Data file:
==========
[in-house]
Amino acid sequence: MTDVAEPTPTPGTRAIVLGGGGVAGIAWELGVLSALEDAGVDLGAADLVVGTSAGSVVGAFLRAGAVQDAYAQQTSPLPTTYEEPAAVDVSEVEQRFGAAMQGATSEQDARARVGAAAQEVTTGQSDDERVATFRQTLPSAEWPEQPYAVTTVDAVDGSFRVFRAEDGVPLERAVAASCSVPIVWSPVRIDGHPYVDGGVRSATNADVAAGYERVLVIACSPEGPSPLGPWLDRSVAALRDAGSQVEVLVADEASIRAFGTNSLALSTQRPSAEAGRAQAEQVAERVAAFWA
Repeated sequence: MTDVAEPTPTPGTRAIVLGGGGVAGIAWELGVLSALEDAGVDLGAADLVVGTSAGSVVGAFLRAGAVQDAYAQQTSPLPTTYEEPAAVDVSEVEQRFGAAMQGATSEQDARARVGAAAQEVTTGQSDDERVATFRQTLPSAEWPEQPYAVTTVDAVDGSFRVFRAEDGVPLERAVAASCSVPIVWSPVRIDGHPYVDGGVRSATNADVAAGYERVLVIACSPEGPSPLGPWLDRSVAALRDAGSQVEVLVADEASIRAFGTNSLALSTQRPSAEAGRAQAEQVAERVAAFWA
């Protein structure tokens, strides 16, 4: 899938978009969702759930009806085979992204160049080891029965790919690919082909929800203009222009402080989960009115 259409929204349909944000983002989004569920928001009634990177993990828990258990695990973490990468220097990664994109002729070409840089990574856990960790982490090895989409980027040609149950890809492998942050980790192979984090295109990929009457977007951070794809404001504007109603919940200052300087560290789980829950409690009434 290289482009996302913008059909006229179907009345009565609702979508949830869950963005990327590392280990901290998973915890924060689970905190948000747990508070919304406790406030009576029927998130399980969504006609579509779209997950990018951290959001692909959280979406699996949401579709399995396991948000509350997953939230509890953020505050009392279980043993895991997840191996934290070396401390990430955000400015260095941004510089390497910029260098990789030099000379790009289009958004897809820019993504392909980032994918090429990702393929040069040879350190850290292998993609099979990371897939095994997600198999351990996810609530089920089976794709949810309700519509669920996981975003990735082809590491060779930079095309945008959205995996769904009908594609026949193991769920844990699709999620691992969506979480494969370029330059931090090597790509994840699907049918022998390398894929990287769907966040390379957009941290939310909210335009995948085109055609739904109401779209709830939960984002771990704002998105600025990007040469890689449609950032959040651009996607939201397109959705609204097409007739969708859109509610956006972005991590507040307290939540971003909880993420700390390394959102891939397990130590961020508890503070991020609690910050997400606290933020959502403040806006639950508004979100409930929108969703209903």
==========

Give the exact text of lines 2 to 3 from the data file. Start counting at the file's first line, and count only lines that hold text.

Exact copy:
Amino acid sequence: MTDVAEPTPTPGTRAIVLGGGGVAGIAWELGVLSALEDAGVDLGAADLVVGTSAGSVVGAFLRAGAVQDAYAQQTSPLPTTYEEPAAVDVSEVEQRFGAAMQGATSEQDARARVGAAAQEVTTGQSDDERVATFRQTLPSAEWPEQPYAVTTVDAVDGSFRVFRAEDGVPLERAVAASCSVPIVWSPVRIDGHPYVDGGVRSATNADVAAGYERVLVIACSPEGPSPLGPWLDRSVAALRDAGSQVEVLVADEASIRAFGTNSLALSTQRPSAEAGRAQAEQVAERVAAFWA
Repeated sequence: MTDVAEPTPTPGTRAIVLGGGGVAGIAWELGVLSALEDAGVDLGAADLVVGTSAGSVVGAFLRAGAVQDAYAQQTSPLPTTYEEPAAVDVSEVEQRFGAAMQGATSEQDARARVGAAAQEVTTGQSDDERVATFRQTLPSAEWPEQPYAVTTVDAVDGSFRVFRAEDGVPLERAVAASCSVPIVWSPVRIDGHPYVDGGVRSATNADVAAGYERVLVIACSPEGPSPLGPWLDRSVAALRDAGSQVEVLVADEASIRAFGTNSLALSTQRPSAEAGRAQAEQVAERVAAFWA